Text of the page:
Howard Berman, left, is locked in an intraparty battle with fellow Democrat… (Associated Press / Los Angeles…)
Reporting from Los Angeles and Washington -- Rep. Howard Berman hasn't had to fight for a job since Richard Nixon defeated George McGovern and M*A*S*H made its television debut.
That was 1972, when he won a state Assembly seat in his first race. Now the 70-year-old Democrat and House veteran, one of California's most enduring politicians, is girding for a potentially bruising battle with a congressional colleague.
New voting maps, drawn for the first time by a citizens commission instead of behind closed doors by self-interested lawmakers, melded Berman's San Fernando Valley district with that of Rep. Brad Sherman, 56, also a Democrat. Neither is yielding the ground, to the consternation of party leaders.
"It's never healthy when you have two Democratic congressmen running against each other," said state Democratic Party chief John L. Burton, a former state lawmaker and congressman.
The intraparty fight will siphon resources that could be used to defend vulnerable Democratic seats or capture marginally Republican ones, he said.
"I wish," Burton said, perhaps only half joking, that "one of them would move to Florida."
The contest is one of several in California pitting incumbents from the same party against each other. Democratic Reps. Janice Hahn of San Pedro and Laura Richardson of Long Beach are expected to battle for a new district in their slice of Los Angeles County. Republican Reps. Ed Royce of Fullerton and Gary Miller of Diamond Bar are facing off for a seat based in Orange County.
But the Berman-Sherman clash is expected to be one of the nation's costliest House races, possibly surpassing $10 million in the June primary alone. With the state's new "top two" primary election system, the fray — and the big spending — could continue into the November general election, if no Republican earns a spot on the fall ballot in the strongly Democratic district. So far, the GOP candidates are actor Mark Reed and novelist Susan Shelley, who face long odds.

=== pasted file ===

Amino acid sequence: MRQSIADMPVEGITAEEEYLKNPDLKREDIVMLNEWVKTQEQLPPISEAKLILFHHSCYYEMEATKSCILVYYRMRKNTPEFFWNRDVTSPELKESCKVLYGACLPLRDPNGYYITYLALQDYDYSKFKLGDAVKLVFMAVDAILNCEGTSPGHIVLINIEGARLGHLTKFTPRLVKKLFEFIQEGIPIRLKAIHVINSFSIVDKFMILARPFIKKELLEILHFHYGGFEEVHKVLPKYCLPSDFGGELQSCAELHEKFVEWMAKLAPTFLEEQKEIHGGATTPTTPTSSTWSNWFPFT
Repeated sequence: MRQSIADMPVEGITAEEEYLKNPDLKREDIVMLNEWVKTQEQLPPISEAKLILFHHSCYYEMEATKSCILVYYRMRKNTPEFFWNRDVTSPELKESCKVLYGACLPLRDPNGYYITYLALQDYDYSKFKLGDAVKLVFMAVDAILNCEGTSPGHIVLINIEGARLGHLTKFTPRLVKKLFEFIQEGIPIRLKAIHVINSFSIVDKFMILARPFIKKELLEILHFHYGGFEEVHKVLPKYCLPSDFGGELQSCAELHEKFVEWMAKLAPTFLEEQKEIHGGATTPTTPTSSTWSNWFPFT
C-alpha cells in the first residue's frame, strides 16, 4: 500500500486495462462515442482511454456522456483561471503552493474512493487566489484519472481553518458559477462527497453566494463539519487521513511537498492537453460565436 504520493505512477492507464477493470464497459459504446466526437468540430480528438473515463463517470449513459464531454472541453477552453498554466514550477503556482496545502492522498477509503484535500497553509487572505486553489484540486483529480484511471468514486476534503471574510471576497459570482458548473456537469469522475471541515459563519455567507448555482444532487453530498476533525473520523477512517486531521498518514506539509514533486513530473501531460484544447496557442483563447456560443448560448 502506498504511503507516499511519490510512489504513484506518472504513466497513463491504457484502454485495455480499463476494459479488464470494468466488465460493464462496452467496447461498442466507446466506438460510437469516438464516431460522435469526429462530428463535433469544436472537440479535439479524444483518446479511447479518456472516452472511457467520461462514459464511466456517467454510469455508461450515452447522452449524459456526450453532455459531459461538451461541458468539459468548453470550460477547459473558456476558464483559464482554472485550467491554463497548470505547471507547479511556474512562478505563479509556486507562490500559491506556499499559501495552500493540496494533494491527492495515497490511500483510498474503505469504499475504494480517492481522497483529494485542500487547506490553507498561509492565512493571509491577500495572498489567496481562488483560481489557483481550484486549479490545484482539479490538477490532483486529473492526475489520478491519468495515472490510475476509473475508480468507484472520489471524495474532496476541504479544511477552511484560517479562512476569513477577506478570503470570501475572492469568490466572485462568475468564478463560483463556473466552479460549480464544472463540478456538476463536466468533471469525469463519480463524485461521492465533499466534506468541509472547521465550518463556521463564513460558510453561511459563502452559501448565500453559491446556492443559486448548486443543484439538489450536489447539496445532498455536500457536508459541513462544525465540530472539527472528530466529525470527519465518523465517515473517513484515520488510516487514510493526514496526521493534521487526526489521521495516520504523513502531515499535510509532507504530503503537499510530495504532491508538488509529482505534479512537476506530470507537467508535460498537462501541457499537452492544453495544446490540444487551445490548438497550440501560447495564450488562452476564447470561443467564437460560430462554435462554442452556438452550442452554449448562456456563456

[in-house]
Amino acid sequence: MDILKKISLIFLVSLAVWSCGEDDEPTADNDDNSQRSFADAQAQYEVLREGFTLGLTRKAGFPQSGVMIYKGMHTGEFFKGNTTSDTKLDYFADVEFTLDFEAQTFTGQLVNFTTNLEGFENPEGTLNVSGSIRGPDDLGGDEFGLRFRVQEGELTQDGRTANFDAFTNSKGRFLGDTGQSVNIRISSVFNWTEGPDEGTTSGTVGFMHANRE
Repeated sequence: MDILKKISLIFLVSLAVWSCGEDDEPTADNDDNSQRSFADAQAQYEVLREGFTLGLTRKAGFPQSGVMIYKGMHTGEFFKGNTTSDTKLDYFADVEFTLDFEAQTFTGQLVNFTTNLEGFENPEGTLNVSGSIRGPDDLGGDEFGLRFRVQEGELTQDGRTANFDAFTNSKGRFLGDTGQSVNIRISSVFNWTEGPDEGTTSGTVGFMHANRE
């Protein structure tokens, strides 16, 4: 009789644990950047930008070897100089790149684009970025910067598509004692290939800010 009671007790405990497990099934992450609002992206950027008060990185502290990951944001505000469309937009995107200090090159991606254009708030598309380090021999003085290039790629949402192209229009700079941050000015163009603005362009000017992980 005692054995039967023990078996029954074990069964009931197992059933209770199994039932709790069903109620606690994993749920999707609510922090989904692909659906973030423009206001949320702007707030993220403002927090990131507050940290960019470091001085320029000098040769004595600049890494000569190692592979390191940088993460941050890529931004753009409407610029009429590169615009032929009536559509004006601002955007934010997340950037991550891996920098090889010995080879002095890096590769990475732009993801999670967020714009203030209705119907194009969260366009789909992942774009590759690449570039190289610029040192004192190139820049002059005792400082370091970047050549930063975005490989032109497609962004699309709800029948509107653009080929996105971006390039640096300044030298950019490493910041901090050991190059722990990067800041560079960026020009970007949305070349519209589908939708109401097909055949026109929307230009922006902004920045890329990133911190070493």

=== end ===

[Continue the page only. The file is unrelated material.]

Much of the new district is currently Sherman territory, and he acknowledged the awkwardness of the rivalry. "Howard is a friend," he said. "It's not a preferred situation."
Sherman's campaign consultant, Parke Skelton, scoffed at suggestions by some that his client defer to the senior congressman by getting out of the race.
"These districts aren't Spanish land grants," Skelton said. "Nobody owns them."
Neither man has an attractive choice outside the new 30th District. Neighboring districts, one more Republican and the other largely Latino, don't fit either lawmaker nearly as well as the mostly white, liberal one they both live in (Berman resides in Valley Village, Sherman in Sherman Oaks).
"This is going to be a very hard-fought campaign, and I don't see either candidate blinking," said Allan Hoffenblum, a former Republican consultant who publishes the nonpartisan California Target Book assessing state races.
The cerebral Berman is half of a political alliance that dominated Westside politics for decades, spawned by his friendship with Rep. Henry A. Waxman (D-Beverly Hills), which began when the two attended UCLA. The "Waxman-Berman machine" helped elect many liberal Democrats with a combination of folksy campaigning — handing out potholders bearing their picks' names — and sophisticated mail targeting of specific groups of voters.
First elected to Congress in 1982, Berman is now the top Democrat on the House Foreign Affairs Committee, a former chairman who could get the gavel back if Democrats regain a majority in the House next year. He has concentrated on immigration and, as a Judiciary Committee member, on intellectual property issues important to the entertainment industry.
Sherman, known for his self-effacing humor — the balding lawmaker gives out combs as campaign souvenirs — was an accountant before earning a Harvard law degree and practicing tax law. He says he first worked on Democratic campaigns as a 6-year-old, stuffing envelopes. He won his first elected office, a seat on the state Board of Equalization, in 1990.
He went to Congress in 1997. His voting record is generally more moderate than those of most local Democrats, and he sometimes breaks with the party. He turned heads in 2008 by calling the federal bailout of the financial industry "cash for trash." A staffer once affectionately referred to the detail-oriented lawmaker as a "tax nerd."
Sherman has been preparing for the showdown, stockpiling funds for nearly four years, and hasn't stopped campaigning since his last election. He was well aware that the growth of Latino voters in the Valley could foreshadow big changes in the political landscape and possibly push him into competition with Berman.
So far, Sherman has the bigger war chest. His latest finance report showed nearly $3.7 million on hand — more than any House Democrat had — to Berman's $1.5 million.